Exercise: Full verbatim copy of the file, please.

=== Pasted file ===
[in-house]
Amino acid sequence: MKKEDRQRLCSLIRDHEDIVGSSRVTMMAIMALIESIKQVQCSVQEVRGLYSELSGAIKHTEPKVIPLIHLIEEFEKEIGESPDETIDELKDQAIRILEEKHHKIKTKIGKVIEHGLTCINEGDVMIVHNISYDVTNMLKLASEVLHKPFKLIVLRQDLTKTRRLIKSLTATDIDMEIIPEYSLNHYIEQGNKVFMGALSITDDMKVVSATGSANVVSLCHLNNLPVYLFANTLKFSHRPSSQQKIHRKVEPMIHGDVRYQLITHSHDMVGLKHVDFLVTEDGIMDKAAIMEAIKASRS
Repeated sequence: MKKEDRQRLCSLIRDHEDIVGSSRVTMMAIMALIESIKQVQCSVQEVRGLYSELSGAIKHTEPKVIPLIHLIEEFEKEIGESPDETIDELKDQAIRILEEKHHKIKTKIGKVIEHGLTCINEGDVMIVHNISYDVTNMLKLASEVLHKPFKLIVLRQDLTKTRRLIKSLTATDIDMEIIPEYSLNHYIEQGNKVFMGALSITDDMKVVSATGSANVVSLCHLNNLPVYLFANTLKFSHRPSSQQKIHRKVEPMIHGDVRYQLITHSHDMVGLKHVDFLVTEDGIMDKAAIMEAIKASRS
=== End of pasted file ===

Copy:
[in-house]
Amino acid sequence: MKKEDRQRLCSLIRDHEDIVGSSRVTMMAIMALIESIKQVQCSVQEVRGLYSELSGAIKHTEPKVIPLIHLIEEFEKEIGESPDETIDELKDQAIRILEEKHHKIKTKIGKVIEHGLTCINEGDVMIVHNISYDVTNMLKLASEVLHKPFKLIVLRQDLTKTRRLIKSLTATDIDMEIIPEYSLNHYIEQGNKVFMGALSITDDMKVVSATGSANVVSLCHLNNLPVYLFANTLKFSHRPSSQQKIHRKVEPMIHGDVRYQLITHSHDMVGLKHVDFLVTEDGIMDKAAIMEAIKASRS
Repeated sequence: MKKEDRQRLCSLIRDHEDIVGSSRVTMMAIMALIESIKQVQCSVQEVRGLYSELSGAIKHTEPKVIPLIHLIEEFEKEIGESPDETIDELKDQAIRILEEKHHKIKTKIGKVIEHGLTCINEGDVMIVHNISYDVTNMLKLASEVLHKPFKLIVLRQDLTKTRRLIKSLTATDIDMEIIPEYSLNHYIEQGNKVFMGALSITDDMKVVSATGSANVVSLCHLNNLPVYLFANTLKFSHRPSSQQKIHRKVEPMIHGDVRYQLITHSHDMVGLKHVDFLVTEDGIMDKAAIMEAIKASRS